During a course for the alternative treatment, Myofascial Release, the instructor described how unexpressed emotional trauma can sometimes show up as symptoms in the body. When the topic was opened for discussion, I shared with the group how my repressed sexual abuse was related to chronic pelvic pain.
During the break, a fellow participant approached me and said, “I feel so sorry for you. You have had to deal with horrific pain in your life. It’s not like so many of the people around here who are upset or crying about the stupidest things.”
When I thought about this comment, I realized that putting information in a hierarchy and judging the relative importance of things is a great tool of the analytical mind. But this capability, which helps us focus and survive, can also be used to discount our pain or the pain of others.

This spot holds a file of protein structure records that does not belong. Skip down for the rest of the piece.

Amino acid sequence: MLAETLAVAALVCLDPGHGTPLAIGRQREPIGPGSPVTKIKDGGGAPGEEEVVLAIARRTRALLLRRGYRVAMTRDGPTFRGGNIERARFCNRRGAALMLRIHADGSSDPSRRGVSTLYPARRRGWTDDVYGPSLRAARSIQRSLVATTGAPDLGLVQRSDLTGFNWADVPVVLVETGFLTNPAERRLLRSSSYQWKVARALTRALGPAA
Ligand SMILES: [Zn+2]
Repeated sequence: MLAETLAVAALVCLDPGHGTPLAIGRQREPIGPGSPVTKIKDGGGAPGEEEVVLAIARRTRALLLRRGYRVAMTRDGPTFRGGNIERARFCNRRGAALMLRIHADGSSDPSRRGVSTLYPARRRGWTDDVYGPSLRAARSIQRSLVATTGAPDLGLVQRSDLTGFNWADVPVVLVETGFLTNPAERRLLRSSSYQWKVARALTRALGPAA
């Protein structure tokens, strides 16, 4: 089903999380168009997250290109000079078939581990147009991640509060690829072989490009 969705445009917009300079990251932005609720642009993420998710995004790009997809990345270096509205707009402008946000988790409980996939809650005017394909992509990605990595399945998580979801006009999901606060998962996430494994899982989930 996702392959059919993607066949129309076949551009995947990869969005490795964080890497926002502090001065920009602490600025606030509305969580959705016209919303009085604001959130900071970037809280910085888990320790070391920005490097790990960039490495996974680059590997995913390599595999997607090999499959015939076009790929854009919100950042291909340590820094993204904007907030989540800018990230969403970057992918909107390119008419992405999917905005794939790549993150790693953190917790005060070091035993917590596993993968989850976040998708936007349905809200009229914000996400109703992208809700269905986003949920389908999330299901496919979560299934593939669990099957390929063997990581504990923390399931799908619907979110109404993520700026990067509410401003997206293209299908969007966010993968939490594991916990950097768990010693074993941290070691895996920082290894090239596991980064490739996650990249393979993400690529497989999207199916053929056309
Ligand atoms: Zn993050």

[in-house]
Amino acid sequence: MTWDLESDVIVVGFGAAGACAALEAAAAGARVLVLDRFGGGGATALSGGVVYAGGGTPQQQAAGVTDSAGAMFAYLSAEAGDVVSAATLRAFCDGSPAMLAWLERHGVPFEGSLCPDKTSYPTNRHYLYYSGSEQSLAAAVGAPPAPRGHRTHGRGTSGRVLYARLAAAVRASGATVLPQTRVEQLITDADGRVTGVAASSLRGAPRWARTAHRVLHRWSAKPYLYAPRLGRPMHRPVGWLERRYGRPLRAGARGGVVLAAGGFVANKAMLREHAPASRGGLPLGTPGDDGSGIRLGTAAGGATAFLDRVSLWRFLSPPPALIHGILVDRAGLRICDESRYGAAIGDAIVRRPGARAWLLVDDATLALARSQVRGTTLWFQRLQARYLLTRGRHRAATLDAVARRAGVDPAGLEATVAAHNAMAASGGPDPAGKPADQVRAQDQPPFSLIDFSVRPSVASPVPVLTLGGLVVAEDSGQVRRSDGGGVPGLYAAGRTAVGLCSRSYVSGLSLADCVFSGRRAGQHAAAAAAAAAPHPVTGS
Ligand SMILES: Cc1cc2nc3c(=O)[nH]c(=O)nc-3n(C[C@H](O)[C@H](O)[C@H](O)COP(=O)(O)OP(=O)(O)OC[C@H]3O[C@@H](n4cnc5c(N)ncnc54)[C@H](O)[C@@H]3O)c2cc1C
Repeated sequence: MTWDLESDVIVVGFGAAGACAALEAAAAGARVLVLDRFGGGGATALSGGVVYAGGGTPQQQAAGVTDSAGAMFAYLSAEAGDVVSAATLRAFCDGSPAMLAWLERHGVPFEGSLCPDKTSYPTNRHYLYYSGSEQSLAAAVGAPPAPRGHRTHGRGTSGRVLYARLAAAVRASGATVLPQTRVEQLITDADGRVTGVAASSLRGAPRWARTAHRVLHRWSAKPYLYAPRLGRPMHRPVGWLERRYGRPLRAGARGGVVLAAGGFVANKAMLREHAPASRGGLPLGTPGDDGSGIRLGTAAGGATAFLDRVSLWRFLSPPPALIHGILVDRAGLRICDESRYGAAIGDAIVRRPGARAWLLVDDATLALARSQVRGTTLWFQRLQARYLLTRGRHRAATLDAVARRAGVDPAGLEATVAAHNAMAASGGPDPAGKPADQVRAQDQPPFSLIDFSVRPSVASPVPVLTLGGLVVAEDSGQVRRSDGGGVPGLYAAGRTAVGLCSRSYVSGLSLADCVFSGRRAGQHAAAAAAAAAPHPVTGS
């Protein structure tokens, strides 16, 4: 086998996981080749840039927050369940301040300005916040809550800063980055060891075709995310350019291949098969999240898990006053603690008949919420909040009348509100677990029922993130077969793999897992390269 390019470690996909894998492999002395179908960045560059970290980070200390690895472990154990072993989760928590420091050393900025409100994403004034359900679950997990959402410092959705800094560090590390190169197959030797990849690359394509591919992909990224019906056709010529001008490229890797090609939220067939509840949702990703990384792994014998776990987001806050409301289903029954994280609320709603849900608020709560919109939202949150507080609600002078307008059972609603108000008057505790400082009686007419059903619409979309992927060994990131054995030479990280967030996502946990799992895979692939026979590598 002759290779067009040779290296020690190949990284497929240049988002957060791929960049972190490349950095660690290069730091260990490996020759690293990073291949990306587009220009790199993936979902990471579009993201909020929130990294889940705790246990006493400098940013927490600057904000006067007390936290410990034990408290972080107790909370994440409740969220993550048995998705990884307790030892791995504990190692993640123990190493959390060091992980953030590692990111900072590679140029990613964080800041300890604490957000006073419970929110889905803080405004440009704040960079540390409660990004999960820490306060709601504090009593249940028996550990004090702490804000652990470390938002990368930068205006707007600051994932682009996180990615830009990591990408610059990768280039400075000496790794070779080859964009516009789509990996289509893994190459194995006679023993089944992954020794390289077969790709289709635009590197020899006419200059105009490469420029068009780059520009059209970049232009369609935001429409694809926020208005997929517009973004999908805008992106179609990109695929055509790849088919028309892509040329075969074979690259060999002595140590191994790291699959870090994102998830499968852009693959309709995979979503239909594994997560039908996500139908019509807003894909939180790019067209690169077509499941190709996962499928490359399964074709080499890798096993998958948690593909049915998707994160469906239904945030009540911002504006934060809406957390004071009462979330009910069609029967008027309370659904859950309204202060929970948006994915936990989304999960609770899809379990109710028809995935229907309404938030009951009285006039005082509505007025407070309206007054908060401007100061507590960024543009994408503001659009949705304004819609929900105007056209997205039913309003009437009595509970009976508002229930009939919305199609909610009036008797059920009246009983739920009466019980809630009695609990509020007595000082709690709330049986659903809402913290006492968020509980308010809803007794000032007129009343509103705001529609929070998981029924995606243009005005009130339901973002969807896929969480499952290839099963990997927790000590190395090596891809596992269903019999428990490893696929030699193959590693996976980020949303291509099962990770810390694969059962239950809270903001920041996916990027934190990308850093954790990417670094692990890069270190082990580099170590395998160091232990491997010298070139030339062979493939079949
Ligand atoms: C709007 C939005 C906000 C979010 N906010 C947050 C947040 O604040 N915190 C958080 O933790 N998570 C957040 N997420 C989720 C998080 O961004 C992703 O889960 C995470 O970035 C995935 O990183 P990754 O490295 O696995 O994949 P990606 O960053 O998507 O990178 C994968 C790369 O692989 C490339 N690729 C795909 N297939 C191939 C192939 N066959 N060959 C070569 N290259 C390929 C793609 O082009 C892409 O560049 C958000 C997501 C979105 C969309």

I have to admit that on occasion, I have felt impatient with people who were struggling with emotional or physical pain, and even a bit superior. I have also compared my level of suffering to other people’s pain and deemed that mine was less intense and therefore not really valid.
But pain is pain, and for the person who is hurting it is always real. When we switch from hierarchy to equality and from judgment to compassion, we help ourselves and each other feel safe enough to feel and express our pain. And this is the way to healing.